In order to determine whether therapeutic riding could result in higher levels of stress than recreational riding, hypothalamic-pituitary-adrenal (HPA) axis response was evaluated in six horses by monitoring circulating β-endorphin, ACTH and cortisol concentrations. Horses were already accustomed to be trained both for therapy and riding school activity since 2004. Intervention consisted of 60-minute therapeutic sessions, two times per week for 6weeks with different riders: disabled and recreational riders (session A and B respectively). The therapeutic riders’ group (A) consisted of six children with psychomotor disabilities; the recreational riders’ group (B) consisted of six healthy children without any previous horse riding experience. Horses were asked to perform the same gaits and exercises at all sessions, both with disabled and healthy users. The statistical analysis showed that during both sessions the mean basal β-endorphin and ACTH levels of horses did not show any significant changes, while the one way RM-ANOVA showed significant effects of sessions A on the cortisol (F=11.50; P<0.01) levels. Horses submitted to sessions A showed lower cortisol levels both at 5min (P<0.001) and at 30min (P<0.005) after therapeutic sessions than those after session B. Results suggest that in tested horses and for the variables settled, HPA axis was less responsive to disabled than healthy, recreational riders. Among the endocrine responses, cortisol was one of the indicators of HPA axis stress response.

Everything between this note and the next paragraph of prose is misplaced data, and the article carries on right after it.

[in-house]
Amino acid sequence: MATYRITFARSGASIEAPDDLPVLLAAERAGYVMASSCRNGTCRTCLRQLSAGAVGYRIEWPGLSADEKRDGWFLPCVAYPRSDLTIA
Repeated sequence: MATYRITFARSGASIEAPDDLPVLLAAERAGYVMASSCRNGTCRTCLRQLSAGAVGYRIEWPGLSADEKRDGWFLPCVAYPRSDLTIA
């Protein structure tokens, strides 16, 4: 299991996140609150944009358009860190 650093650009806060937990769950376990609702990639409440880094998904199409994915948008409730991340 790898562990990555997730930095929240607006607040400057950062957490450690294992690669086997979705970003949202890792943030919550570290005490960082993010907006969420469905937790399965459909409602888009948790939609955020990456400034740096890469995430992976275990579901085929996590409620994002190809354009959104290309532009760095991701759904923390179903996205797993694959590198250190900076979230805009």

Heart Rate Variability in Horses Engaged in Equine-Assisted Activities

Gehrke, E. K., Baldwin, A., & Schiltz, P. M. (2011). Heart rate variability in horses engaged in equine-assisted activities. Journal of Equine Veterinary Science, 31(2), 78-84.